Now, I could as well pick on any European country regarding the failure to assimilate new immigrants. I only single out Germany, because I happen to be more familiar with it. For that matter, the United States is no longer very intentional about assimilation, about "The Great Melting Pot." But the American culture is somehow better at assimilating immigrants anyway, mostly because everyone in America is decended from immigrants, unless their ancestors walked across the land bridge between Asia and Alaska at the end of the last Ice Age.
It's too late now, but if I ran Guantanamo, I would turn it into an Islamic Studies Institute. I would hand each new internee a Qur'an in their native language (if such translation were obtainable) with parallel translation into English, and of course, parallel Arabic original text. I would assign each internee an American interrogator, with instructions to both internee and interrogator that the internee is to spend 1 hour per day instructing the interrogator in Islam, according to the internee's best understanding, and according to the Qur'an.
It may sound preposterous, but at least it would get the internees to talk. And it would provide us with a deep insight into how they understand God, Islam, the world, and themselves. We might not get the factual information we seek, but we would get to know our enemies in a profound and human way.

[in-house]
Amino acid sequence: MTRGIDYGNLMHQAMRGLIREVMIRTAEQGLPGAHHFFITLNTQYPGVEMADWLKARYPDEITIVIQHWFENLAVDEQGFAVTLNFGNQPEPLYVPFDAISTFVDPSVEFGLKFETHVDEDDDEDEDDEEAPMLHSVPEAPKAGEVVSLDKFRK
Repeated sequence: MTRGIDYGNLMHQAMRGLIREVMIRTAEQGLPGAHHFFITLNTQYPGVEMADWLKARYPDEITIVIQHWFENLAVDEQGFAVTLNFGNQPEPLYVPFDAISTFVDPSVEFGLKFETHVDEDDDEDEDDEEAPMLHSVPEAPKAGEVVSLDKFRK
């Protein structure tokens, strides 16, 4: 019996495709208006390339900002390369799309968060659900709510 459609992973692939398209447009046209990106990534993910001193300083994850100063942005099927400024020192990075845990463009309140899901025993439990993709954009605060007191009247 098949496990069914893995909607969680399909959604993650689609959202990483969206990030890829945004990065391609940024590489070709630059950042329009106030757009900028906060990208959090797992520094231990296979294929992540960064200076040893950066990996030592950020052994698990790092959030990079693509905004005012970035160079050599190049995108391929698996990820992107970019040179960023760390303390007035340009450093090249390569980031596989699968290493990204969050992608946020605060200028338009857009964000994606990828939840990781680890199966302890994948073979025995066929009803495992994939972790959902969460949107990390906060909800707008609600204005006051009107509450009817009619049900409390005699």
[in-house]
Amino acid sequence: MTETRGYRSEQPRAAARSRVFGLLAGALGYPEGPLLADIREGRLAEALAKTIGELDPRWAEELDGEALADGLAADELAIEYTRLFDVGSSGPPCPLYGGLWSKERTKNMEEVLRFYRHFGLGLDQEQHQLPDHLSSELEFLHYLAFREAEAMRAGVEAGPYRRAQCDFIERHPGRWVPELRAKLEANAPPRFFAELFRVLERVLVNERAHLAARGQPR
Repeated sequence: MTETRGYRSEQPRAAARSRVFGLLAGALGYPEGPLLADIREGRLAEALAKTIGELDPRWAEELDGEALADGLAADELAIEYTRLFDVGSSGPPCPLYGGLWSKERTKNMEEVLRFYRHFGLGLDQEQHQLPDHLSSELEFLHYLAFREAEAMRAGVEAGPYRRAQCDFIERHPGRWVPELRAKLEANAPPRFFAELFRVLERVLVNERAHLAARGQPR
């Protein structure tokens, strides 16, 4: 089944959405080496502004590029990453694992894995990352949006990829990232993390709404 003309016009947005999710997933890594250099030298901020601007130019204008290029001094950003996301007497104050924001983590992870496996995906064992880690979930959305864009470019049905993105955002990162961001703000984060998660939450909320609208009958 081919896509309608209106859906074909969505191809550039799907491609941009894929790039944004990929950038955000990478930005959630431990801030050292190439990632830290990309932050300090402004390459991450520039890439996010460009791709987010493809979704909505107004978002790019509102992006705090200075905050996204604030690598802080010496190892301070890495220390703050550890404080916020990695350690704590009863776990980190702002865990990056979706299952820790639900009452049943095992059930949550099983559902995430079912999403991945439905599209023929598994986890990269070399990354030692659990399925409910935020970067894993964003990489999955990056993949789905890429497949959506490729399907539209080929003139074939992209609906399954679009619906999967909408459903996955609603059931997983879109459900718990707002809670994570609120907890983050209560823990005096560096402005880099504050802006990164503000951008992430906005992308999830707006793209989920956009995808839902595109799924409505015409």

And they would get to know us. I would instruct the interrogators to challenge the internees' erroneous assumptions and conclusions, and I would give the interrogators plenty of backup: psychologists, theologians (of their own faith as well as Islam) philosophers, and sociologists. That way, when the internees are finally released (as most of them have been already) they would have been exposed to a different viewpoint.
Finally, it would get the US better press. Nah. That's hoping for too much.
Newsweek has retracted its story that interrogators at Guantanamo Bay desecrated the Qur'an. They made a mistake, they say. Meanwhile people have been killed in rioting in Afghanistan, and the US image around the world has been done irreparable harm. Like the calumny against Proctor & Gamble (they were repeatedly accused of encouraging witchcraft until they changed their charming Man-in-the-Moon logo), this story will resurface indefinitely, because so many people either want to believe it, or - more to the point - want others to believe it. I suspect that Newsweek took the attitude that "Yeah, that sounds like something those bastards would do," and printed the story without corroboration. If so, then they have given aid and comfort to the enemy in time of war. If they weren't journalists, it would be treason.